Now that the doors of Myanmar have opened, the business world has been holding it breath, waiting to see if Myanmar can succeed in joining its neighbors in prosperous trade and international investment. The opening of the Yangon Stock Exchange (YSX) is but one of the many signs that the country is moving in that direction. While it had a slow start, opening in December 2015, it finally began trading in March 2016. To shed some light on how the YSX has performed thus far, limitations on foreign investors, and why U.S. investors should tread cautiously when considering trading on the YSX, we spoke with seasoned international corporate and securities lawyer Jamie Benson, Director at Duane Morris & Selvam.
Conventus Law: The Yangon Stock Exchange (YSX) opened for business in December 2015 and began trading in March 2016. What is the YSX doing to raise retail investor confidence and promote trading to ensure its success?
Duane Morris & Selvam: The YSX is offering courses for investors to learn about share trading. In addition, in order to avoid excessive daily price movements in shares, the YSX has imposed daily limits on increases and decreases in a share price, the amount of which depends on the closing price on the previous day. For example, if the previous day’s closing price was between 20,000 – 40,000 kyats, the maximum price change is 5,000 kyats, and if the previous day’s closing price was between 40,000 – 100,000 kyats, the maximum price change is 10,000 kyats.
CL: Now that the exchange has opened, what progress has it seen?
DMS: On March 25, 2016, the shares of First Myanmar Investment Co., Ltd. (FMI) began trading on the YSX. FMI is the first and, so far, the only company to be listed on the YSX. FMI’s shares rose on the first day to close at 31,000 kyat (US$25.70), the upper limit for trading for the day, after they were initially listed at 26,000 kyat. A total volume of 112,845 shares changed hands, for a trading value of 3.50 billion kyat (approximately US$2.90 million). Based on the first day’s closing price, FMI's share market capitalization is 727.88 billion kyat (approximately US$603.55 million).
CL: Only six public companies are currently shortlisted for listing on the YSX out of the 200+ public companies in Myanmar. How difficult is it for a company to list on the YSX?
DMS: The YSX’s listing requirements are less onerous than most stock exchanges. The following are the key listing requirements applicants need to comply with:
• A minimum paid up capital of kyat 500 million (approximately US$400,000) on the date of the application.
• Profit in the two years immediately prior to the date of application.
• Compliance with existing Myanmar tax laws;
• Good corporate governance and internal management.
• Appointment of a compliance officer, who is responsible for ensuring that the company has an effective system to comply with applicable laws, rules and regulations.
• A business plan containing business design, the business process environment and the risk factors that the company faces.
• The setting up of a system to prevent insider trading.
CL: When the new Myanmar Companies Law comes in effect, will foreign investors and foreign companies be able to participate in the exchange? If yes, will there be limitations on their investments?
DMS: As of now, only Myanmar citizens and Myanmar companies are be able to trade shares on the YSX. Foreign investors will not be allowed to trade on the YSX until after the new Myanmar Companies Law has been promulgated. Under the current draft of the new Myanmar Companies Law, foreigners will be able to own up to the prescribed ownership amount of the issued shares of a Myanmar company. The Minister of National Planning and Economic Development will be responsible for setting the prescribed amount for each company, the amount of which is expected to vary from industry to industry, although no proposed limits have been announced yet.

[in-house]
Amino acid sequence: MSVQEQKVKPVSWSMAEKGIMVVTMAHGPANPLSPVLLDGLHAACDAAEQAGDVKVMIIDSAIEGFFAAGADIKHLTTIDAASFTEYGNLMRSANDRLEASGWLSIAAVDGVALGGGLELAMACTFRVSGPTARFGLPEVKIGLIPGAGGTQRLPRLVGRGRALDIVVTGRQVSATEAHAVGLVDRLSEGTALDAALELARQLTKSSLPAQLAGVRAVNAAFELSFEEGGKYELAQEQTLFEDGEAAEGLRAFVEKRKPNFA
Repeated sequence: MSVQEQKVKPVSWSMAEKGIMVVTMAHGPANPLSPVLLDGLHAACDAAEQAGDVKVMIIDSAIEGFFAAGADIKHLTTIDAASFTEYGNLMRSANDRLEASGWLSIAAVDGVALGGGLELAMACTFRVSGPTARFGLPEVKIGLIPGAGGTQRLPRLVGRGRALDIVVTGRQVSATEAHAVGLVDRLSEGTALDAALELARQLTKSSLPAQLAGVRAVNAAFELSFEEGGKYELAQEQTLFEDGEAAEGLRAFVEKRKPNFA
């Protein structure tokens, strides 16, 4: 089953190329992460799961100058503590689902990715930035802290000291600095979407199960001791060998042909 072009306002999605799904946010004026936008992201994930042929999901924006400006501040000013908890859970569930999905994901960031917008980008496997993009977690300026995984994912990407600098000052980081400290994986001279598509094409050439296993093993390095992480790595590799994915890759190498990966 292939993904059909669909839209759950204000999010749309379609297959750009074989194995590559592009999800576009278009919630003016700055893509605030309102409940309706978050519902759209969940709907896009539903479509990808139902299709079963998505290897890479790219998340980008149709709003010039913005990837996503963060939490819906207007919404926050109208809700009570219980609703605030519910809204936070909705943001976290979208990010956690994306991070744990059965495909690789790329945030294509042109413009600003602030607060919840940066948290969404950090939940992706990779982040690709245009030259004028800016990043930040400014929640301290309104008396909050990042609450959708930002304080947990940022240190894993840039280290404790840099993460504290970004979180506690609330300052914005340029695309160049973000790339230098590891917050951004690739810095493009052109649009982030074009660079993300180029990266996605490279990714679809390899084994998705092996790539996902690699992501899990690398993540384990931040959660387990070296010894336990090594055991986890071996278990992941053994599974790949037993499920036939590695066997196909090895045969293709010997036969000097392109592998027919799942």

CL: One issue that has been a topic of discussion is the fact that the Myanmar Economic Bank (MEB) has a 51% stake in the YSX, which may pose a problem for U.S. firms or funds interested in the YSX since the MEB is listed as a sanctioned entity by the U.S. Department of Treasury due to its ties with the old junta. From a legal perspective, is this a real concern? How may U.S. firms and funds navigate around this potential obstacle?
DMS: Yes, this is a real issue for U.S. persons. Pursuant to U.S. sanctions regulations, U.S. persons are prohibited from, among other things, dealing with entities where at least 50% ownership is held by an individual or entity listed on the SDN List. The YSX is owned and operated by Yangon Stock Exchange Joint-Venture Company Limited, a joint venture company owned by MEB, Daiwa Institute of Research and Japan Exchange Group, with each entity’s ownership being 51.00%, 30.25% and 18.75%, respectively. MEB is listed on the SDN List and since it has more than a 50% ownership stake in the YSX, U.S. persons are prohibited from dealing with the YSX. There are potentially severe civil and criminal penalties for breaching the U.S. sanctions regulations. As such, we recommend that U.S. persons do not trade shares on the YSX until such time as MEB is removed from the SDN List or the U.S. Treasury issues a general licence allowing MEB to engage in share trading with U.S. persons. In February 2013, the U.S. Treasury issued a general licence to MEB and three other Myanmar banks on the SDN List allowing them to engage in financial transactions with U.S. institutions. Given the Myanmar government is now controlled by the National League of Democracy, which is led by Daw Aung San Suu Kyi, there seems to me no good reason why the U.S. Treasury would not issue such a licence to MEB if it is asked to do so.
For further information, please contact:
Jamie Benson, Director, Duane Morris & Selvam